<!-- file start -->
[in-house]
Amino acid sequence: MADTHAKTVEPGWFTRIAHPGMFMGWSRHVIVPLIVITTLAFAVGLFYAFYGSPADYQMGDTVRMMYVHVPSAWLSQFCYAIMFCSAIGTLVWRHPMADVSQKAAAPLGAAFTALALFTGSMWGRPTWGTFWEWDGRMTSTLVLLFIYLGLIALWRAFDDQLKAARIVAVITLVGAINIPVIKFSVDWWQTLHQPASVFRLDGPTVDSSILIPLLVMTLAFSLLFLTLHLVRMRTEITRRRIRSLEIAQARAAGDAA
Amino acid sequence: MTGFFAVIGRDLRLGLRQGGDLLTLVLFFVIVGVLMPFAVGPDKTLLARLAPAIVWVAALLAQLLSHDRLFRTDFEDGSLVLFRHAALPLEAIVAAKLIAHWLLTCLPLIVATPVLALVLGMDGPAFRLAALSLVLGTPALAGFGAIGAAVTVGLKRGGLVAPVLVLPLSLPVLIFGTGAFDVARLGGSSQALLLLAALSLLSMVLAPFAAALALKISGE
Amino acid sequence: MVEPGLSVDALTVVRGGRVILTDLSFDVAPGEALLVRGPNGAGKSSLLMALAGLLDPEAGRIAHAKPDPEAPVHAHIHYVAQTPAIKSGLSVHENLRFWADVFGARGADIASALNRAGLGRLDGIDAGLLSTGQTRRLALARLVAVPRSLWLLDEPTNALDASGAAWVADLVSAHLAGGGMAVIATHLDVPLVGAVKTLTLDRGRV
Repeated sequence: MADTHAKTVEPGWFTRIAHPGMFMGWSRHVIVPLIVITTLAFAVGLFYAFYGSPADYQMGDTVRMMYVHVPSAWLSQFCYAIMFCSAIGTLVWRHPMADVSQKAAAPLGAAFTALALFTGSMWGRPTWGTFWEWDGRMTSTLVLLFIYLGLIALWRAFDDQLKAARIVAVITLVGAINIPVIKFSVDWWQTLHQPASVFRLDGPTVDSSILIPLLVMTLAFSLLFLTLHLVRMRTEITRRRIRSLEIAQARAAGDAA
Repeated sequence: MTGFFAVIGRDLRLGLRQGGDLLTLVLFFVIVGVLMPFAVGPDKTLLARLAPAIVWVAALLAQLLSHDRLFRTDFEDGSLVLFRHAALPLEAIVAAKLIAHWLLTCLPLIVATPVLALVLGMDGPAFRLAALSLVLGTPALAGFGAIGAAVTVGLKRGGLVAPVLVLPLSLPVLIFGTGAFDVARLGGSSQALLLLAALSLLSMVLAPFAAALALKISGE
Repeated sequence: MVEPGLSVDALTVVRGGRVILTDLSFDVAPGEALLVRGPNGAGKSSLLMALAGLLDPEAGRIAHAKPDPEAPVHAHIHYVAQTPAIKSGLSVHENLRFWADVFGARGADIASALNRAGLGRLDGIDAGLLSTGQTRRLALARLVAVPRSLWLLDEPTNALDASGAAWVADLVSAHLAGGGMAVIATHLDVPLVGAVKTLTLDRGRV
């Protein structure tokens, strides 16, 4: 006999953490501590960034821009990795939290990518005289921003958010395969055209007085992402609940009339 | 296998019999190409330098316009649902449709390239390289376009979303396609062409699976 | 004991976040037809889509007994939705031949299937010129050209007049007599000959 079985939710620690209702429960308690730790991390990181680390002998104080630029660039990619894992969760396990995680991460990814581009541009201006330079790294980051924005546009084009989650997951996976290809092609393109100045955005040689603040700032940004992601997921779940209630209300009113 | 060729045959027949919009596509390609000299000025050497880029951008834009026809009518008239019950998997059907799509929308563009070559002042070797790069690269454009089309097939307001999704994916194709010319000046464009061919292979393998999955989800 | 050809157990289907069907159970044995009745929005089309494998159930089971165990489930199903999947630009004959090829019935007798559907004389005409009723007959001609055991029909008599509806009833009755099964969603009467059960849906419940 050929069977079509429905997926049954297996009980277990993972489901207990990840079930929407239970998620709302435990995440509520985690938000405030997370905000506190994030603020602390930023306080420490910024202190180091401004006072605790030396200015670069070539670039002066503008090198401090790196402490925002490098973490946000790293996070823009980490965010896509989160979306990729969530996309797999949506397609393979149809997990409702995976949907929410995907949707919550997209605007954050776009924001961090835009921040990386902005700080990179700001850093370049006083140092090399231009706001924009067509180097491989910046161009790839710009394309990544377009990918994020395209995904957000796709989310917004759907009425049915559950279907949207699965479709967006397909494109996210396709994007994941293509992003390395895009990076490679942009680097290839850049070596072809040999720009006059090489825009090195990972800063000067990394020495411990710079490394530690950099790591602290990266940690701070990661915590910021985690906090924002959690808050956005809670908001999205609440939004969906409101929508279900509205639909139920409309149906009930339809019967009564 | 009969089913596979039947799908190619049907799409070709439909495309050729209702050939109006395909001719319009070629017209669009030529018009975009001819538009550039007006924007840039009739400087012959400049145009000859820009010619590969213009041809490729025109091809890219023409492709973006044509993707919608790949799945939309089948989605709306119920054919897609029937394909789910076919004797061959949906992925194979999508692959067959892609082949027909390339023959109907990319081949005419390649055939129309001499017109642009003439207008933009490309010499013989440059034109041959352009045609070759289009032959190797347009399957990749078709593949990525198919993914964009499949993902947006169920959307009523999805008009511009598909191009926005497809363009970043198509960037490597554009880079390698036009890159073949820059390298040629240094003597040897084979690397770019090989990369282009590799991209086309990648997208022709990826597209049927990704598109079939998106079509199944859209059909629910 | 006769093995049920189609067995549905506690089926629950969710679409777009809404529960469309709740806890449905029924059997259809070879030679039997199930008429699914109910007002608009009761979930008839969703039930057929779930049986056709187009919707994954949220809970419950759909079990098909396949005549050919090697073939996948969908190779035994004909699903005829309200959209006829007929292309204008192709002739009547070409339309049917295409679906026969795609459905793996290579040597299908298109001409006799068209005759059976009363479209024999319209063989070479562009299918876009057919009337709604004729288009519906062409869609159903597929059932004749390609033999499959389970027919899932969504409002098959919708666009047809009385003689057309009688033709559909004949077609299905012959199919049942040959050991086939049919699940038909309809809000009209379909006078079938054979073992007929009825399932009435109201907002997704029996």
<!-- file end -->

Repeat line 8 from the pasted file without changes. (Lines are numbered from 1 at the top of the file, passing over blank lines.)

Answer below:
């Protein structure tokens, strides 16, 4: 006999953490501590960034821009990795939290990518005289921003958010395969055209007085992402609940009339 | 296998019999190409330098316009649902449709390239390289376009979303396609062409699976 | 004991976040037809889509007994939705031949299937010129050209007049007599000959 079985939710620690209702429960308690730790991390990181680390002998104080630029660039990619894992969760396990995680991460990814581009541009201006330079790294980051924005546009084009989650997951996976290809092609393109100045955005040689603040700032940004992601997921779940209630209300009113 | 060729045959027949919009596509390609000299000025050497880029951008834009026809009518008239019950998997059907799509929308563009070559002042070797790069690269454009089309097939307001999704994916194709010319000046464009061919292979393998999955989800 | 050809157990289907069907159970044995009745929005089309494998159930089971165990489930199903999947630009004959090829019935007798559907004389005409009723007959001609055991029909008599509806009833009755099964969603009467059960849906419940 050929069977079509429905997926049954297996009980277990993972489901207990990840079930929407239970998620709302435990995440509520985690938000405030997370905000506190994030603020602390930023306080420490910024202190180091401004006072605790030396200015670069070539670039002066503008090198401090790196402490925002490098973490946000790293996070823009980490965010896509989160979306990729969530996309797999949506397609393979149809997990409702995976949907929410995907949707919550997209605007954050776009924001961090835009921040990386902005700080990179700001850093370049006083140092090399231009706001924009067509180097491989910046161009790839710009394309990544377009990918994020395209995904957000796709989310917004759907009425049915559950279907949207699965479709967006397909494109996210396709994007994941293509992003390395895009990076490679942009680097290839850049070596072809040999720009006059090489825009090195990972800063000067990394020495411990710079490394530690950099790591602290990266940690701070990661915590910021985690906090924002959690808050956005809670908001999205609440939004969906409101929508279900509205639909139920409309149906009930339809019967009564 | 009969089913596979039947799908190619049907799409070709439909495309050729209702050939109006395909001719319009070629017209669009030529018009975009001819538009550039007006924007840039009739400087012959400049145009000859820009010619590969213009041809490729025109091809890219023409492709973006044509993707919608790949799945939309089948989605709306119920054919897609029937394909789910076919004797061959949906992925194979999508692959067959892609082949027909390339023959109907990319081949005419390649055939129309001499017109642009003439207008933009490309010499013989440059034109041959352009045609070759289009032959190797347009399957990749078709593949990525198919993914964009499949993902947006169920959307009523999805008009511009598909191009926005497809363009970043198509960037490597554009880079390698036009890159073949820059390298040629240094003597040897084979690397770019090989990369282009590799991209086309990648997208022709990826597209049927990704598109079939998106079509199944859209059909629910 | 006769093995049920189609067995549905506690089926629950969710679409777009809404529960469309709740806890449905029924059997259809070879030679039997199930008429699914109910007002608009009761979930008839969703039930057929779930049986056709187009919707994954949220809970419950759909079990098909396949005549050919090697073939996948969908190779035994004909699903005829309200959209006829007929292309204008192709002739009547070409339309049917295409679906026969795609459905793996290579040597299908298109001409006799068209005759059976009363479209024999319209063989070479562009299918876009057919009337709604004729288009519906062409869609159903597929059932004749390609033999499959389970027919899932969504409002098959919708666009047809009385003689057309009688033709559909004949077609299905012959199919049942040959050991086939049919699940038909309809809000009209379909006078079938054979073992007929009825399932009435109201907002997704029996």